$7.5million agriculture project

By Ilia L. Likou ,

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Nine agricultural experts from China are in Samoa to implement Phase four of the China-Samoa Intergovernmental Agricultural Technical Cooperation Project.

Nine agricultural experts from China are in Samoa to implement Phase four of the China-Samoa Intergovernmental Agricultural Technical Cooperation Project.

They consolidate on Chinese advanced planting and processing technologies of vegetables and fruits in the next three years.

Chief Executive Officer of the Ministry of Agriculture, Tilafono David Hunter, said the project is important for Samoa.

 “As you all know the Chinese government has accepted a request from our country with regards to the assistance for the development of our agricultural sector, particularly in vegetable production,” Tilafono said.

 “Phase one was officially opened in 2010 on these ten acres here at Nu’u, and this is where most of the phase one activities were implemented.”

He said that phase one was a huge demonstration to showcase technologies that can be used by farmers.

 “They are not really high tech technology; they are low tech technology utilizing materials that are regularly available in the country.

 “Phase two was the building of ten advisory centers for both Upolu and Savai’i.

“Phase three we fixed up these buildings that were damaged by cyclone Evan in 2012. So phase four is the three-year project worth $7.5million tala.”

 

The C.E.O added that the purpose of phase four is to extend the workable technologies for vegetable production studies untaken at Nu’u.

PHASE FOUR: Chief Executive Officer of the Ministry of Agriculture, Tilafono David Hunter with the Chinese experts at Nu’u. Photos: Misiona Simo
PHASE FOUR: Chief Executive Officer of the Ministry of Agriculture, Tilafono David Hunter with the Chinese experts at Nu’u. Photos: Misiona Simo

Zhiwen Liu is leading the Chinese team in Samoa.

 “If the farmers have certain area of cultivated land, water source and the enthusiasm to plant watermelon, they can apply to Samoan M.A.F and Chinese embassy to Samoa for help,” Mr. Zhiwen said.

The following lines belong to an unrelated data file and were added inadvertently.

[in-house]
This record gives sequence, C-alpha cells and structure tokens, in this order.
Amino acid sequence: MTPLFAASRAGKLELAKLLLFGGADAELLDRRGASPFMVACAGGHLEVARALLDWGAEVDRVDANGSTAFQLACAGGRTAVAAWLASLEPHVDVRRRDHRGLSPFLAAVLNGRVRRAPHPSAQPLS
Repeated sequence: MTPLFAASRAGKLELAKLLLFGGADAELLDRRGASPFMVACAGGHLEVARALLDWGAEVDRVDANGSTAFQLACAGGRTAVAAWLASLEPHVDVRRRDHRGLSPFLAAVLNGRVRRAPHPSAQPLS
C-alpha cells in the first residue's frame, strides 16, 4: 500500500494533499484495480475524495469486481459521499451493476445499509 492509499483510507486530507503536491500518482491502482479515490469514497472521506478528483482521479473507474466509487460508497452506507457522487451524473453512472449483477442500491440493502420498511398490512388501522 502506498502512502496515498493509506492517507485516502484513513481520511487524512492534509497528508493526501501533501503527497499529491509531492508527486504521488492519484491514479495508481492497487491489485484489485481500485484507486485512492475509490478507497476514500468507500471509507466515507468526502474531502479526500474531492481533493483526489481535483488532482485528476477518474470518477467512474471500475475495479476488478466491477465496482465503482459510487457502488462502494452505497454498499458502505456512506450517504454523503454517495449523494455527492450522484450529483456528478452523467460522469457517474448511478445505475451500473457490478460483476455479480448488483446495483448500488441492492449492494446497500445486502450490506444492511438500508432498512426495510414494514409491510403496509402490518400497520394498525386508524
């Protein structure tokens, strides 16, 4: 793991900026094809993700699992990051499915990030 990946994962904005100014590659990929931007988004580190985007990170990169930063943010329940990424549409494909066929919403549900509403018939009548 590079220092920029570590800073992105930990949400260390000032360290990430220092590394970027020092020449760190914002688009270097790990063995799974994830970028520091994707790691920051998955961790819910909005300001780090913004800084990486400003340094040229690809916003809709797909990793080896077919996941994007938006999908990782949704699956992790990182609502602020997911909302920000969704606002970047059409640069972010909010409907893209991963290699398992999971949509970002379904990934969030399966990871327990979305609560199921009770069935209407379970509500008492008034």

“In fact, the extension of watermelon cultivation technology is just one of the many activities will be carried out by the phase IV project, we will introduce many new improved varieties, such as tomato, lettuce, maize etc. which rely on import currently, and increase the substitution of import.

 “We will choose about 100 demonstration farm households or schools to build 110 tunnel houses or shade houses; carry out large-scale training activities which will train 6000 local technicians and farmers; provide a batch of agricultural machineries, including tractors and processing machines etc.; upgrade the China-aid Demonstration Farm into a centre of variety test, a window of Chinese agricultural technology demonstration, a platform of agricultural exchange and a base of agricultural technical training.

 “I believe, through the common effort of 3 years, we are sure to increase Samoan vegetable production, replace vegetable import gradually, promote the export of agricultural products, stabilize the food security and increase the farmers’ income.”

They noticed Samoan people like watermelon very much but the watermelon in the market mainly relies on import.

 “If local farmers know the technology of watermelon cultivation, the price of watermelon will be greatly lowered in the market, which is beneficial for both farmers and customers, and Samoa will save a lot of hard currency from the decreased import of watermelon.”

The Chinese experts had produced high-quality and sweet watermelon on the China-aid Demonstration Farm at Nuu village during the last 6 years. 

Therefore, they are very confident about the transferring of watermelon cultivation technology to Samoan farmers. They plan to choose a group of farmers with certain criteria as the demonstration fann households. 

At the beginning, they invite the farmers to the demonstration farm for hand-on-hand technical transferring of watermelon cultivation, after that, they will help the farmers to build vegetable tunnel houses and provide technical service to them freely and make sure that the farmers can produce watermelon by their own. 

They will also help these farmers contact the supermarket and increase their income from the watermelon. Liu hopes that Samoan people can eat watermelon produced in Samoa this time next year. Among them, five experts will work in Upolu and four of them will be posted in Savai’i island for agricultural technical extension.

© Samoa Observer 2016

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